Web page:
2D material engineering of perovskite solar cells: the emergence of MXenes
Antonio Agresti a, Sara Pescetelli a, Hanna Pazniak b, Danina Saranin b, Daniele Rossi a, Matthias Auf der Maur a, Alessia Di Vito a, Alessandro Pecchia c, Andrea Liedl d, Rosanna Larciprete d, Aldo Di Carlo a
a CHOSE - Centre for Hybrid and Organic Solar Energy, Department of Electronic Engineering, University of Rome Tor Vergata, Via del Politecnico, 1, Roma, Italy
b LASE–Laboratory for Advanced Solar Energy, National University of Science and Technology MISiS, Leninsky Avenue, 6, Moskva, Russian Federation
c Consiglio Nazionale delle Ricerche-CNR, ISMN, Rome, Italy.
d INFN-LNF - Frascati (Rome) Italy.
Proceedings of International Conference on Hybrid and Organic Photovoltaics (HOPV19)
Roma, Italy, 2019 May 12th - 15th
Organizers: Prashant Kamat, Filippo De Angelis and Aldo Di Carlo
Oral, Antonio Agresti, presentation 120
DOI: https://doi.org/10.29363/nanoge.hopv.2019.120
Publication date: 11th February 2019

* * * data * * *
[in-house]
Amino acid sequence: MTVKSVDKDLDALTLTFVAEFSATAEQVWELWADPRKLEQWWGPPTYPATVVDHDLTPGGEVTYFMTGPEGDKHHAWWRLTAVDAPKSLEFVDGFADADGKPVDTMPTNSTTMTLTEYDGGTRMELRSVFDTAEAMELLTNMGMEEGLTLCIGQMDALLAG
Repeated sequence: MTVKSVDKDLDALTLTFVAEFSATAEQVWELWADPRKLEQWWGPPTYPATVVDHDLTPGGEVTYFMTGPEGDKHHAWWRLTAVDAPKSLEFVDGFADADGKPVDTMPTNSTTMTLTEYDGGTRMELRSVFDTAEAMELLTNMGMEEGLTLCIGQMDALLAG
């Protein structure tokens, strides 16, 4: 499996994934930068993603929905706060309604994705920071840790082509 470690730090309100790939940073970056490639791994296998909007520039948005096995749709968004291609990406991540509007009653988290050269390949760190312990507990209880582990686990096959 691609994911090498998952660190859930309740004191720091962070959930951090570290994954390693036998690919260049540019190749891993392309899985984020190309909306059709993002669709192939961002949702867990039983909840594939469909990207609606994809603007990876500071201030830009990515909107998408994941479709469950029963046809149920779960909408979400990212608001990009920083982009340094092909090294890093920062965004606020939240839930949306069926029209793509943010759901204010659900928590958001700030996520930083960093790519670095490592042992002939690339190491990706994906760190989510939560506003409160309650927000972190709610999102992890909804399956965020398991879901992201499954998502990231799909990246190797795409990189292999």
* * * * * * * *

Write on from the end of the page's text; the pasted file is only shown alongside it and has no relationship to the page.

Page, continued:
In the context of renewable and low cost energy production, new generation photovoltaics aims to ensure high power conversion efficiency (PCE) accomplished by low cost manufacturing processes. Perovskite solar cells (PSCs) are one of the most impressive attempt in achieving such ambitious goals. In this scenario, several device architectures and materials modifications have been proposed to tune the device interface properties and the perovskite crystal morphology. Indeed, graphene, related materials and transition metal dichalcogenide such as molybdenum disulphide (MoS2) have been successful applied in PSCs and modules [1] as interface engineering by improving the device performance [2] and by enlarging the lifetime.[3,4] Recently MXenes (MX) with the general formula Mn+1XnTx, where M represents an early  transition metal, X is carbon and/or nitrogen,  and Tx stands for surface terminations (such as OH, O, and F) came out as a new class of bidimensional (2D) materials with outstanding properties. MXenes exhibit high electronic conductivity, hydrophilic surface, high surface energy, and remarkable tunability in term of work function, ranging from 1.6eV till 6.5eV.[5] In this work, we demonstrate the use of Ti3C2Tx MX for perovskite photovoltaics by fine tuning the interface optoelectronic properties in engineered mesoscopic device. In particular, we modified the photo-electrode properties by adding MX within the precursor solutions. On one hand, transient measurements revealed the addition of MX within perovskite active layer reduces the charge trapping efficiency of deep trap states by reducing the charge accumulation and eventually the hysteresis in the current-voltage (I-V) curve. On the other hand, UPS measurements showed a shift in perovskite workfunction testifying the role of MX in modifying the perovskite electronic structure. Moreover, when ETL is modified with MX, the improvement in device PCE stems mainly from VOC and FF increase. Indeed, a reduction of charge recombination rate is demonstrated at ETL+MX/perovskite+MX interface. As further confirmation, charge carrier lifetime showed an enlarged value when MX-based ETL is used in the cell. Notably, the proposed MX-perovskite cells showed superior PCE overcoming 20% with outstanding reduction of hysteresis phenomenon. Detailed DFT calculations and device simulations permitted to define the role of MX. Due to the chemical versatility of MX, this work opens the way for a further development of perovskite technology by exploiting the possibility to optimize device structures, layers and interfaces with proper material tuning.

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